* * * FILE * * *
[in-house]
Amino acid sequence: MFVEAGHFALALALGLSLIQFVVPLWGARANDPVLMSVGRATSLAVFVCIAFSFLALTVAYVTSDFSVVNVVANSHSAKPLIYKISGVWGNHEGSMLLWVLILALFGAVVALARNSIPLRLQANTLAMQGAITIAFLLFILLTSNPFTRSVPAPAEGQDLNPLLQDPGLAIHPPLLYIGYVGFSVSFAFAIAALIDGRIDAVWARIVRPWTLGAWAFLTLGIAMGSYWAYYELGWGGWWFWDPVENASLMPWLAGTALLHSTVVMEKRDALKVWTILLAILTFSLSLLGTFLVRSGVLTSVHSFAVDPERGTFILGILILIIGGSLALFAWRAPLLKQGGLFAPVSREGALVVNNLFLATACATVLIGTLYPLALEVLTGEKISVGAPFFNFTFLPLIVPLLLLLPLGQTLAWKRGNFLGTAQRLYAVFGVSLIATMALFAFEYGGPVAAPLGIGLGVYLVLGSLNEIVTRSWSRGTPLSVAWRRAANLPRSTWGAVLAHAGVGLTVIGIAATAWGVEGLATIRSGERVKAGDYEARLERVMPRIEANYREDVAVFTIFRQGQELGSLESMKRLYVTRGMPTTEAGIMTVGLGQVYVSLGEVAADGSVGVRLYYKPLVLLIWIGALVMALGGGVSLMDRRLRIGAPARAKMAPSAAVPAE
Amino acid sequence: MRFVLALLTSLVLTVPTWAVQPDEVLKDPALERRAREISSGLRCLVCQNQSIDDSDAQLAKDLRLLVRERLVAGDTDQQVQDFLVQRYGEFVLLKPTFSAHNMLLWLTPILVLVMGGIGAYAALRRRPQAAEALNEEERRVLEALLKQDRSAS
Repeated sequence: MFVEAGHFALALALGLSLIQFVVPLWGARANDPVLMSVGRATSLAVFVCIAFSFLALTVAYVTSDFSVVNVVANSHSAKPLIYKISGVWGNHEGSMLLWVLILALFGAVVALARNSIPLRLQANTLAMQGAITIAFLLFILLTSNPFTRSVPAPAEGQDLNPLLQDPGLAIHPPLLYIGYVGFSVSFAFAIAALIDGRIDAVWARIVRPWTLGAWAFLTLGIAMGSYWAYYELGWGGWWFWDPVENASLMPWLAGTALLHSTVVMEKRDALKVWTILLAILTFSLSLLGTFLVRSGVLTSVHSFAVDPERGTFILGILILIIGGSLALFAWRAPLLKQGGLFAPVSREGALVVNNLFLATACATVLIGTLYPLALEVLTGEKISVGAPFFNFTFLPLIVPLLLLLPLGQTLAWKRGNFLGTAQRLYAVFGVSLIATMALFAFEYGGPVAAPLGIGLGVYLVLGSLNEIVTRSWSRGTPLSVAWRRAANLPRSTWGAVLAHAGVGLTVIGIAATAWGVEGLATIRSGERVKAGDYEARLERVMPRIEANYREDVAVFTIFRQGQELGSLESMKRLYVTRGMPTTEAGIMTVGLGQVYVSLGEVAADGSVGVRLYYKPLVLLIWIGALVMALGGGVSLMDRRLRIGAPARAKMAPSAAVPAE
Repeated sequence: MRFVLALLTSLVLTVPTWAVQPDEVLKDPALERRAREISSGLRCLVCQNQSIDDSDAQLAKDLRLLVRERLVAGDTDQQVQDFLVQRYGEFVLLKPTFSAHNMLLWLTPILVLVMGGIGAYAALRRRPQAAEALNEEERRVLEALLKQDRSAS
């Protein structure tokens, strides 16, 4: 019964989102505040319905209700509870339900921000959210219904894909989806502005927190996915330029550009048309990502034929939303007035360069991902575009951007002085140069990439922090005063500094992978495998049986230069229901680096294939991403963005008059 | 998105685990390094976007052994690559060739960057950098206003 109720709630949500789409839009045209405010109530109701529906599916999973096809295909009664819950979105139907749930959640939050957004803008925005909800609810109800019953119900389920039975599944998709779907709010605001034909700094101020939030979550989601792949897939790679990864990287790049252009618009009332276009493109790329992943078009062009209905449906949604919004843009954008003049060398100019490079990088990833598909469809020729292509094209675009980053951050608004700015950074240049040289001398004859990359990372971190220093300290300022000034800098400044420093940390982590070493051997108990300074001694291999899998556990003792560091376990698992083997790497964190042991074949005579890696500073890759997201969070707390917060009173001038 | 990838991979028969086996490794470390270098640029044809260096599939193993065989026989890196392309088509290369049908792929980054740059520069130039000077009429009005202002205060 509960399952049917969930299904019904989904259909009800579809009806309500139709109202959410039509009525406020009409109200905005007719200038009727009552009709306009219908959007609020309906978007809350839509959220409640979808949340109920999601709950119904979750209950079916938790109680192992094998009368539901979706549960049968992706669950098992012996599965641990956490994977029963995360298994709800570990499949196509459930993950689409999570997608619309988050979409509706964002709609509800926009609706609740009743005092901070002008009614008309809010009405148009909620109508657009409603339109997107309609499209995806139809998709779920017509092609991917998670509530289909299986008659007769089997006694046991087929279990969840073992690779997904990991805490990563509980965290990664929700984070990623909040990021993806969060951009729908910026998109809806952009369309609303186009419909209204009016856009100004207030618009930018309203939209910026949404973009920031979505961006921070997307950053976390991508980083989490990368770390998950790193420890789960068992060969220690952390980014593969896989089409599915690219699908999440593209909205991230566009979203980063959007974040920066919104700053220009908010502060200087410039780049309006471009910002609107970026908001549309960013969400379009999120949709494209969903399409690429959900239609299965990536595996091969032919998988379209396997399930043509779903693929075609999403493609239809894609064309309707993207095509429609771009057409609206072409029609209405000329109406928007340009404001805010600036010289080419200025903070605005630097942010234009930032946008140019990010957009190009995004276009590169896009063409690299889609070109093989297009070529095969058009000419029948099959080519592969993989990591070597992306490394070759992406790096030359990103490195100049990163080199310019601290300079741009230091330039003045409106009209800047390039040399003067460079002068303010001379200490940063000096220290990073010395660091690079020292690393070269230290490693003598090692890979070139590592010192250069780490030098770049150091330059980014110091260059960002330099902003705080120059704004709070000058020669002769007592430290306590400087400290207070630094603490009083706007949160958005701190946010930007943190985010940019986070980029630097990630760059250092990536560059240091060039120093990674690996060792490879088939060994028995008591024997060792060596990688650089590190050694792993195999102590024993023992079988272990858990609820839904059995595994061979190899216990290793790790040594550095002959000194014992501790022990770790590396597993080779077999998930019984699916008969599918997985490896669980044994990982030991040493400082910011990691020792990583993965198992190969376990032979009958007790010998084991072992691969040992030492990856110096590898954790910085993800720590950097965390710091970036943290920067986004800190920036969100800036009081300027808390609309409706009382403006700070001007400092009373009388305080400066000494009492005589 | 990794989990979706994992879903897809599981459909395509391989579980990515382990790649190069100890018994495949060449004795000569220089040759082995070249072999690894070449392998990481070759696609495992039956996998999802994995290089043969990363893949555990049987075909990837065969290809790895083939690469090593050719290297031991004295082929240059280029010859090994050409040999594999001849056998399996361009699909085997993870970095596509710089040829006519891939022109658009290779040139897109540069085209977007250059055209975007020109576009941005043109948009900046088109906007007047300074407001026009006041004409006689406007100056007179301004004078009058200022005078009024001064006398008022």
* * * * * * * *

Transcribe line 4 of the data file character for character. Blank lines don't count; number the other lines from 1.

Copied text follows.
Repeated sequence: MFVEAGHFALALALGLSLIQFVVPLWGARANDPVLMSVGRATSLAVFVCIAFSFLALTVAYVTSDFSVVNVVANSHSAKPLIYKISGVWGNHEGSMLLWVLILALFGAVVALARNSIPLRLQANTLAMQGAITIAFLLFILLTSNPFTRSVPAPAEGQDLNPLLQDPGLAIHPPLLYIGYVGFSVSFAFAIAALIDGRIDAVWARIVRPWTLGAWAFLTLGIAMGSYWAYYELGWGGWWFWDPVENASLMPWLAGTALLHSTVVMEKRDALKVWTILLAILTFSLSLLGTFLVRSGVLTSVHSFAVDPERGTFILGILILIIGGSLALFAWRAPLLKQGGLFAPVSREGALVVNNLFLATACATVLIGTLYPLALEVLTGEKISVGAPFFNFTFLPLIVPLLLLLPLGQTLAWKRGNFLGTAQRLYAVFGVSLIATMALFAFEYGGPVAAPLGIGLGVYLVLGSLNEIVTRSWSRGTPLSVAWRRAANLPRSTWGAVLAHAGVGLTVIGIAATAWGVEGLATIRSGERVKAGDYEARLERVMPRIEANYREDVAVFTIFRQGQELGSLESMKRLYVTRGMPTTEAGIMTVGLGQVYVSLGEVAADGSVGVRLYYKPLVLLIWIGALVMALGGGVSLMDRRLRIGAPARAKMAPSAAVPAE